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Mutual Aid

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I was happy to talk Samantha Fields from Marketplace on the history of mutual aid. These ideas are rising again for the same reason it existed from 19th century immigrant organizations to the Black Panthers–to step into the gap left by a failing state.

Mutual aid has, at various points, been a “major, major part of American history,” said Erik Loomis, a labor historian at the University of Rhode Island.

In the 19th and early 20th century, new immigrants to the U.S. often formed mutual aid societies to take care of one another. So did the labor movement. And in the 1960s and ’70s, the Black Panthers stepped in and provided mutual aid to Black communities around the country, feeding and educating kids, providing free medical care and helping people with other basic needs. 

To see so many people turning to mutual aid now during the pandemic and the protests, Loomis said, is both heartening and disheartening.

“The rise of mutual aid in very recent times is closely related to the fact that you have a society that’s once again failing its citizens. Where a social safety net is being cut, where people don’t feel like they have anywhere they can go, where they don’t feel like the government is going to provide what it once did,” he said. “It becomes a way that I can express solidarity, especially in a world where I’m not supposed to leave the house.”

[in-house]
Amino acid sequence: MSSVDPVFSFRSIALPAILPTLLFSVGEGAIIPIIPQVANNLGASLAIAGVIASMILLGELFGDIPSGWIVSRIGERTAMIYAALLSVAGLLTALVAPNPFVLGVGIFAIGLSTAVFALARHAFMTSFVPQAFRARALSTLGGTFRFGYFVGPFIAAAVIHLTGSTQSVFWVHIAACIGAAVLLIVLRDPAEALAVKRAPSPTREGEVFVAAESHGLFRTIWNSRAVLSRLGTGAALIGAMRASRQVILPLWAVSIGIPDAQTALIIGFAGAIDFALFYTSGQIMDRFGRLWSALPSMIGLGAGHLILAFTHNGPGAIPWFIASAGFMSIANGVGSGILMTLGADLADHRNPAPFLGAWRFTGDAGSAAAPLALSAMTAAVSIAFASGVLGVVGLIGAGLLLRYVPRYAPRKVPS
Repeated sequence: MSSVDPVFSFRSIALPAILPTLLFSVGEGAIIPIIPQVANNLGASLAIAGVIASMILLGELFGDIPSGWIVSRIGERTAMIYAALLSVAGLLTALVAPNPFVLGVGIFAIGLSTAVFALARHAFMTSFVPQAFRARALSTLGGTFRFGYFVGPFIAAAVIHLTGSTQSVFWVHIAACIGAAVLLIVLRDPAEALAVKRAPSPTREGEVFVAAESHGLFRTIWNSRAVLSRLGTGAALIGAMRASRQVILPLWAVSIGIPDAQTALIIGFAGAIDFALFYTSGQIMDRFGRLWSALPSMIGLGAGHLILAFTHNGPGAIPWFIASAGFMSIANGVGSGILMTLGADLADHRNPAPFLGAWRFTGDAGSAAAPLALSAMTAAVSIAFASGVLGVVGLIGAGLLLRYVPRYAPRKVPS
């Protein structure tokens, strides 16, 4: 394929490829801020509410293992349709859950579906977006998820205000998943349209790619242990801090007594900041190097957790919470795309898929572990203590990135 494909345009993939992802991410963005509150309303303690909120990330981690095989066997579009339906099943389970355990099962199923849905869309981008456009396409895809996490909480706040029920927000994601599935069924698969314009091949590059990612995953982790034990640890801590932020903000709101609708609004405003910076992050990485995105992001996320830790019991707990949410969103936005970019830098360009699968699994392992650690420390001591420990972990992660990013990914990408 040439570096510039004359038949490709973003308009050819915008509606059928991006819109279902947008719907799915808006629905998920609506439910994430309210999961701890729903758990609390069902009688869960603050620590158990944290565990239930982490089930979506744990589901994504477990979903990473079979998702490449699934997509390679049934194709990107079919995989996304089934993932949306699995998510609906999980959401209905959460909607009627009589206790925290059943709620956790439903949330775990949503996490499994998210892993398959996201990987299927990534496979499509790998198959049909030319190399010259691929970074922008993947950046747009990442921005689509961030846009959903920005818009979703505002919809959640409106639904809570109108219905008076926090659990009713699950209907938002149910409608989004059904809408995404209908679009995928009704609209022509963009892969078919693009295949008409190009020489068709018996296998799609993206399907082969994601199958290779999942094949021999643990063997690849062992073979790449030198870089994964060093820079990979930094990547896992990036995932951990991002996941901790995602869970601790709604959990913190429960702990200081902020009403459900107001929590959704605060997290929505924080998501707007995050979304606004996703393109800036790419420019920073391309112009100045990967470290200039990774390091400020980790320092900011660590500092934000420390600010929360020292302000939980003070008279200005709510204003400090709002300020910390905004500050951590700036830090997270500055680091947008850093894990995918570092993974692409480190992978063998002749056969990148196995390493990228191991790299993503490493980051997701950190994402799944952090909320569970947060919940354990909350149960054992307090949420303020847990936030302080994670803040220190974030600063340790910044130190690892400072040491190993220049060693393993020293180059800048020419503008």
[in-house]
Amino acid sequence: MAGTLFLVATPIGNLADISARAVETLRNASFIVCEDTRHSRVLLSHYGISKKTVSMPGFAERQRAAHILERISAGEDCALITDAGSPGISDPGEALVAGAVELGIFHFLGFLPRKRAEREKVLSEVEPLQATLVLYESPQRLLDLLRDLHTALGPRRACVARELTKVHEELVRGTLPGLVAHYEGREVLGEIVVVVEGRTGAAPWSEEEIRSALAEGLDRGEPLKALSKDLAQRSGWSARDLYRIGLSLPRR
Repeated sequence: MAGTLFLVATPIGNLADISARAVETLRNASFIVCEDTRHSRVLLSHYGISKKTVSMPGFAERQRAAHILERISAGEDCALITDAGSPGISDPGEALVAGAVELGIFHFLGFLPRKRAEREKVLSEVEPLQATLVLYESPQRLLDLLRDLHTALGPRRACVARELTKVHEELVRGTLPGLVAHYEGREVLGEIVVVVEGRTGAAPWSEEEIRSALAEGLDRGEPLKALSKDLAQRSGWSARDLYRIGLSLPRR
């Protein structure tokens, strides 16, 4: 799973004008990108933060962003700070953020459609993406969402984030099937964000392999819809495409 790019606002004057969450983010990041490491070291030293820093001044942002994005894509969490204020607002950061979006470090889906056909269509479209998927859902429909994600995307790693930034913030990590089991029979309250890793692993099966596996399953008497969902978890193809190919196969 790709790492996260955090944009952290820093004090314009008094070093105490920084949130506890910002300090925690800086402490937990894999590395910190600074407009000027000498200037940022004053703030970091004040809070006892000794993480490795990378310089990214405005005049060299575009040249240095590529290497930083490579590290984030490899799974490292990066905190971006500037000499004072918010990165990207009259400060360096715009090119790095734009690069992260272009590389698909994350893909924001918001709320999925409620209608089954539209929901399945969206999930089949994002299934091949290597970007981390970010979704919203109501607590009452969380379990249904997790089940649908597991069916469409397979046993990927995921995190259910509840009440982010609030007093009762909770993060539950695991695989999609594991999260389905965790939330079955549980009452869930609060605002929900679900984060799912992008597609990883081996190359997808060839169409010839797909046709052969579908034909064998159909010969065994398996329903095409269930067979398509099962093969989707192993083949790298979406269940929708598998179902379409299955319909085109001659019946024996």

It has also become a way for people to express solidarity with protestors if they don’t feel comfortable taking to the streets themselves in the midst of a pandemic.

“I think a lot of the conversation is, if you cannot show up to protest on the front lines, that’s completely OK, but support the work of those who are serving communities of color and really providing direct services and assistance at this time,” Mariam said. “And mutual aid work is definitely that.”

I agree with that last point as well. I stated more or less the same thing when I was talking to her, noting that people are at home and they don’t know what to do and donating to bail funds or whatnot is a way of expressing solidarity when one is feeling adrift in a difficult world.

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